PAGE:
As we celebrate the first weeks of spring, monarch butterflies consider their long flight home. Every March, these tiny fliers embark on a 2,000-mile return trip north to the U.S. and Canada after spending the winter in the temperate forests of central Mexico. Over the past 10 years, the area monarch butterflies cover in their winter refuge in Mexico has dropped by 59 percent. But this year butterfly numbers rebounded miraculously, leaving scientists and butterfly admirers alike wondering if the monarchs are managing to adapt to their route’s changing landscape.
The monarch butterfly’s consistent flight path makes the species a strong indicator of the effects of erratic climate events and land degradation within its range. The years-long drought in the western U.S. has led to a decline in milkweed—a plant the butterflies depend on for food and laying their eggs—as well as warmer temperatures that fail to spur migration. The monarchs that successfully make it to their winter resting grounds, the Monarch Butterfly Biosphere Reserve in Michoacán, Mexico, encounter disturbed habitat there as well. Unusual icy storms in central Mexico’s fir forests have caused huge numbers of butterflies to freeze to death in recent years. If that weren’t bad enough, the reserve has been subject to an increase in illegal logging, despite its protection as a World Heritage Site.
This makes the fact that in December 2015 the number of successful migrators rebounded was nothing short of incredible. However, while many jumped to the hopeful conclusion that the monarch population was making a comeback, others were more skeptical. In a recent study, scientists pioneered a new approach to assessing how vulnerable the species is to extinction and the right target number for recovering the species. They found that there is an 11 to 57 percent risk of the primary migrating population going extinct in the next 20 years. The study results suggest that annual population counts may not accurately reflect the species’ ability to rebound from large die-offs, and also that current efforts to save the monarchs may not be enough.
Reducing herbicide use, another driver of milkweed scarcity, is essential to the restoration of the monarch’s habitat—especially their primary summer mating grounds in the Midwest. For years, the most popular herbicide on the market has been Monsanto’s “Roundup,” which is used on crops that are genetically modified to resist its primary ingredient, glyphosate.
In 2012, U.S. growers sprayed 280 million pounds of glyphosate, decimating native milkweed on agricultural land and increasing the prevalence of glyphosate-resistant weeds. Rather than reduce herbicide use, the chemical company Dow decided to combat the glyphosate-resistance problem by introducing Enlist Duo, a toxic combination of glyphosate and 2,4-D that’s designed to kill weeds that have developed resistance to glyphosate. If 2,4-D sounds familiar, that’s because it was infamously used during the Vietnam War as an active ingredient in Agent Orange. Earthjustice represented a coalition of conservation groups in challenging the EPA’s approval of “Enlist Duo,” urging the agency to take the lethal cocktail off the market immediately. Meanwhile, Monsanto is seeking EPA’s approval of its competitor to Enlist Duo, a mixture of glyphosate and the herbicide dicamba to be marketed as the “Extend” crop system. Earthjustice is closely monitoring this as well.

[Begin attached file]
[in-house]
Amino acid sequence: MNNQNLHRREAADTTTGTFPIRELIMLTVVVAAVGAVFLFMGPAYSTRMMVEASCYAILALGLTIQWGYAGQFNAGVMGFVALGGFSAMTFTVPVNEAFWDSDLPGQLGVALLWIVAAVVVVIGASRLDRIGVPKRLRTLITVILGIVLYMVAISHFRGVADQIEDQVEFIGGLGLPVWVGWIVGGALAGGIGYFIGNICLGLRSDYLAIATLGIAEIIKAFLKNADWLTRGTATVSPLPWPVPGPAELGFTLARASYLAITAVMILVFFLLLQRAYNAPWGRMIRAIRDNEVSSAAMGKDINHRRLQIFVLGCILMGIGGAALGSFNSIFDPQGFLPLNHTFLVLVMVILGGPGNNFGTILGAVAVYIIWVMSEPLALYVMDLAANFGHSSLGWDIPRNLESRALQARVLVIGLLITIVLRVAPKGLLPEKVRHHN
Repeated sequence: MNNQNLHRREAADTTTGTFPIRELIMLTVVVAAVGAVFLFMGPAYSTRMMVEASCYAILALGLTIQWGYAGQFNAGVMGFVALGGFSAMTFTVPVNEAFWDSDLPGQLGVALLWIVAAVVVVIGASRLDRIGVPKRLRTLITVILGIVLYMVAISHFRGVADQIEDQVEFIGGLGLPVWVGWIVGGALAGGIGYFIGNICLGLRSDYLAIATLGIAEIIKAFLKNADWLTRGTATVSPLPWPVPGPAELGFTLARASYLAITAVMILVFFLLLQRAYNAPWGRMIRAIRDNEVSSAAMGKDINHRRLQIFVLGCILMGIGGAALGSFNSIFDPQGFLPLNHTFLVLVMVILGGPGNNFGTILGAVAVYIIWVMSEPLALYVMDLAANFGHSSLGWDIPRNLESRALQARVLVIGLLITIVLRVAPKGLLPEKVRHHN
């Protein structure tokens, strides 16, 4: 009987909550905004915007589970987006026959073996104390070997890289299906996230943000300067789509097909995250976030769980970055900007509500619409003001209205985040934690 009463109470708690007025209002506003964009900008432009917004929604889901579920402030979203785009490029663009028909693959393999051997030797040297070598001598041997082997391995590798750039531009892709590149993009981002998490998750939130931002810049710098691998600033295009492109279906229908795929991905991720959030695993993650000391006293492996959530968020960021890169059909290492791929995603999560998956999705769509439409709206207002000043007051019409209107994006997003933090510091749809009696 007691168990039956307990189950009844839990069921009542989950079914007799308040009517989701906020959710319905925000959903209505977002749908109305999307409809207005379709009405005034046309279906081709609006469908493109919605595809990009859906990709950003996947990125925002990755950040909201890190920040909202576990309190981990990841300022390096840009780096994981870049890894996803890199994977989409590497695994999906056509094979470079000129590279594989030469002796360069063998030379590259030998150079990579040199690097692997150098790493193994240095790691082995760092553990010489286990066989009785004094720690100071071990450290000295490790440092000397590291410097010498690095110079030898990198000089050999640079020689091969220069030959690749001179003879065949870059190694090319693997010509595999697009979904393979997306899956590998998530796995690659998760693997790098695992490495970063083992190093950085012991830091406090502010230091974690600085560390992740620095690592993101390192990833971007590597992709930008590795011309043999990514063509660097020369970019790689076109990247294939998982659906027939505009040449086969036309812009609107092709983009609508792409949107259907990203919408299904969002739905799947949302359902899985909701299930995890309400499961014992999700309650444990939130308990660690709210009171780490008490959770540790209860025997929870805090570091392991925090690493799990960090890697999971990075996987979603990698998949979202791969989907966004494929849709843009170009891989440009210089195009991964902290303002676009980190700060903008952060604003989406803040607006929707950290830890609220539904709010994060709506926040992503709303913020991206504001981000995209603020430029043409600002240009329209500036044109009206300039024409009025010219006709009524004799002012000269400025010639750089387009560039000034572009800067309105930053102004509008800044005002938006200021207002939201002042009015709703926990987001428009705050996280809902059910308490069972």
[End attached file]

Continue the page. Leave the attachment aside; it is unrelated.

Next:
In addition to taking action against harmful pesticides and herbicides, a variety of other efforts have sprung up in recent years to protect this little orange and black wonder, which can fly up to 25 miles per hour. Backyard gardeners, activists and school groups have spearheaded a movement to plant native milkweed species along the butterflies’ migration route. Moreover, the Mexican government’s environmental protection agency, Profepa, is giving funds to the largely indigenous nearby farm communities in exchange for preserving the Michoacán reserve. In the U.S., the Fish and Wildlife service has pledged $3.2 million to support monarch conservation. The Center for Biological Diversity and the Center for Food Safety are pushing the Fish and Wildlife Service to protect monarchs under the Endangered Species Act. Adding monarchs to the Endangered Species List would lead to the development of a recovery program with federal funding. It would also require that use of herbicides like glyphosate that could impair the monarch’s survival or recovery would have to be evaluated under the ESA.
A remarkable biological event like the monarch migration offers a rare opportunity to measure the effects of human disturbance, as well as Mother Nature’s tremendous resilience. Their migratory behavior depends on the climate and terrain of a landscape that is rapidly changing—and yet they seem to be bouncing back. Whether they can overcome and adapt in the long run will depend on courageous conservation efforts, as well as legislation that rejects the introduction of increasingly toxic chemicals into the environment.